However, in some studies no new protective layer of cells formed over the drug eluting stent even months after its implantation. As a result, the body still viewed the site of the stent as an unhealed wound and sent a clotting protein to speed healing. This, in turn, can lead to formation of a deadly clot. Also, drug eluting stents are generally limited in their capacity to carry therapeutic drugs, especially when more than one pathophysiological condition needs to be treated, or treatment needs to be carried out over a prolonged period of time. Applicant's stents as described and claimed in copending application Ser. No. ______ solve some of these problems by providing extra drug carrying capacity, but the stents may still require the use of drugs to control clotting.

Efforts have been made to prevent the formation of clots by incorporating clot preventing material in the stent. For example, it is known that copper ions break down or catalyze nitrosothiols in the blood to produce nitric oxide, which relaxes blood vessels, increases blood flow, and prevents clot-forming platelets from attaching to implant surfaces. Stents have therefore been developed with thin polymer coatings that release nitric oxide directly to prevent clot formation on implants. However, because the polymer coatings are extremely thin, only a limited supply of nitric oxide can be carried. In an effort to solve this problem, rather than incorporating nitric oxide in the polymer coating and releasing it directly, researchers incorporated copper ions in the polymer coating to catalyze the breakdown of nitrosothiols, thereby stimulating the local production of nitric oxide. This prolonged the effective life of the stent, but it was still limited due to the limited supply of copper ions that can be incorporated in the thin polymer coating.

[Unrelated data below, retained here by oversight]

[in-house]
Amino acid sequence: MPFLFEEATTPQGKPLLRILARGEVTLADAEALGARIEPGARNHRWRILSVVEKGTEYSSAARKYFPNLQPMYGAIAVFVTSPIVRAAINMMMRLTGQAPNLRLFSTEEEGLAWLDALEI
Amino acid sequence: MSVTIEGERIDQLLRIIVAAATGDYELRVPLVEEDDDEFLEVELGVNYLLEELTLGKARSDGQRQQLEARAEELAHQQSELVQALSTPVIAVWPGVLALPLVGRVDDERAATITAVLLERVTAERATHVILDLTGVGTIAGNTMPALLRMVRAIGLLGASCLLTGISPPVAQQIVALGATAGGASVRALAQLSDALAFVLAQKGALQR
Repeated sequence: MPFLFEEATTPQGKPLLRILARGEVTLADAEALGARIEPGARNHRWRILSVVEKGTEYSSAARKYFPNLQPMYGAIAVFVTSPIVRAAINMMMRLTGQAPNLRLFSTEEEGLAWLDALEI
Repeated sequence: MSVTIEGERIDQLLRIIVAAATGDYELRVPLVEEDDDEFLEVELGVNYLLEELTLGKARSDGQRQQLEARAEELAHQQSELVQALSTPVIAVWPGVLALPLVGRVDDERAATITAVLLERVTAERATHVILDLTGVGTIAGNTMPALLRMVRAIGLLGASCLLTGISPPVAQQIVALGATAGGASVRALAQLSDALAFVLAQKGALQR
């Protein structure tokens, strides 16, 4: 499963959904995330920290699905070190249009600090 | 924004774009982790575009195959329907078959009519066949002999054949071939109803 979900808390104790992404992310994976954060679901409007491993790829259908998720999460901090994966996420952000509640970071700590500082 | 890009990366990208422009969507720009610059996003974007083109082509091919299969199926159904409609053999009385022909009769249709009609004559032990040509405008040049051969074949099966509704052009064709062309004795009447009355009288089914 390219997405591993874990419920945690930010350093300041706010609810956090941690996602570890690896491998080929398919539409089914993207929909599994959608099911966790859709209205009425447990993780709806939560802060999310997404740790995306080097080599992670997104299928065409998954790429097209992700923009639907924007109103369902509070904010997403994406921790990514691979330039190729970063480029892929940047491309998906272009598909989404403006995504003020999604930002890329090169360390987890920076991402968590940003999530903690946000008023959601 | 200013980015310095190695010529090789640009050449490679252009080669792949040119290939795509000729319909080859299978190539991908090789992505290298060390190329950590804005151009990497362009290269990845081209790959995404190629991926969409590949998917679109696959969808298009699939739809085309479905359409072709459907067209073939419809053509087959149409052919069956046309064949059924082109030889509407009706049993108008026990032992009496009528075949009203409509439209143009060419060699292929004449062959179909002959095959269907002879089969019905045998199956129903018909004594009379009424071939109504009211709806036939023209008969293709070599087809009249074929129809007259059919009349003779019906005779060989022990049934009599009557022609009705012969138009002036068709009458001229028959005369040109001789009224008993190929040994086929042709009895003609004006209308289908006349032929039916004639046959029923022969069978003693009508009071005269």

Further, both bare metal and drug eluting stents can induce turbulence in the blood flow and produce stagnant pools of blood, potentially resulting in the formation of clots.

Thus, it would be advantageous to provide a stent made of a material that prevents the formation of clots, and that is constructed to avoid or minimize stagnation or pooling of blood at the stented site.

DISCLOSURE OF THE INVENTION